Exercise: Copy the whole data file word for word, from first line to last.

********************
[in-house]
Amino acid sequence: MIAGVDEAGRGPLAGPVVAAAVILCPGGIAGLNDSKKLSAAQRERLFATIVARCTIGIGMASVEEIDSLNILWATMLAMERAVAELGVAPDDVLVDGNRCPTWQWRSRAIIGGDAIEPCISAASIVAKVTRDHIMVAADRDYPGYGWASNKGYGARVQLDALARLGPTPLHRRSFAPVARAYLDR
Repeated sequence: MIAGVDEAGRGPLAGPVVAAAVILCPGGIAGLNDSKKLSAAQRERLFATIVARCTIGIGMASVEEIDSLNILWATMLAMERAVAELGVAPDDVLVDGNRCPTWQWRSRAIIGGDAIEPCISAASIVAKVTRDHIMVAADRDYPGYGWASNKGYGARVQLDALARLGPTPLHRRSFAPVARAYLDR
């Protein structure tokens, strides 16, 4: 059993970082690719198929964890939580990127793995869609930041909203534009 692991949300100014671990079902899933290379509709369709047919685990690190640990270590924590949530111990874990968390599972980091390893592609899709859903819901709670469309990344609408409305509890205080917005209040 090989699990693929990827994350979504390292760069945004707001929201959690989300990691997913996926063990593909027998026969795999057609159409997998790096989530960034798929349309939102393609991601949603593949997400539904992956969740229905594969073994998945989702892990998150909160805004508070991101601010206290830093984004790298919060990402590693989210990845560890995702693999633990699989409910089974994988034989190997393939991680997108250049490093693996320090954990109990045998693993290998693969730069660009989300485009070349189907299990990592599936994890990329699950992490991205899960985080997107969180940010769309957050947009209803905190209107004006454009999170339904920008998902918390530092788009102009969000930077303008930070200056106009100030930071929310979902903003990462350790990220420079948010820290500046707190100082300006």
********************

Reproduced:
[in-house]
Amino acid sequence: MIAGVDEAGRGPLAGPVVAAAVILCPGGIAGLNDSKKLSAAQRERLFATIVARCTIGIGMASVEEIDSLNILWATMLAMERAVAELGVAPDDVLVDGNRCPTWQWRSRAIIGGDAIEPCISAASIVAKVTRDHIMVAADRDYPGYGWASNKGYGARVQLDALARLGPTPLHRRSFAPVARAYLDR
Repeated sequence: MIAGVDEAGRGPLAGPVVAAAVILCPGGIAGLNDSKKLSAAQRERLFATIVARCTIGIGMASVEEIDSLNILWATMLAMERAVAELGVAPDDVLVDGNRCPTWQWRSRAIIGGDAIEPCISAASIVAKVTRDHIMVAADRDYPGYGWASNKGYGARVQLDALARLGPTPLHRRSFAPVARAYLDR
């Protein structure tokens, strides 16, 4: 059993970082690719198929964890939580990127793995869609930041909203534009 692991949300100014671990079902899933290379509709369709047919685990690190640990270590924590949530111990874990968390599972980091390893592609899709859903819901709670469309990344609408409305509890205080917005209040 090989699990693929990827994350979504390292760069945004707001929201959690989300990691997913996926063990593909027998026969795999057609159409997998790096989530960034798929349309939102393609991601949603593949997400539904992956969740229905594969073994998945989702892990998150909160805004508070991101601010206290830093984004790298919060990402590693989210990845560890995702693999633990699989409910089974994988034989190997393939991680997108250049490093693996320090954990109990045998693993290998693969730069660009989300485009070349189907299990990592599936994890990329699950992490991205899960985080997107969180940010769309957050947009209803905190209107004006454009999170339904920008998902918390530092788009102009969000930077303008930070200056106009100030930071929310979902903003990462350790990220420079948010820290500046707190100082300006």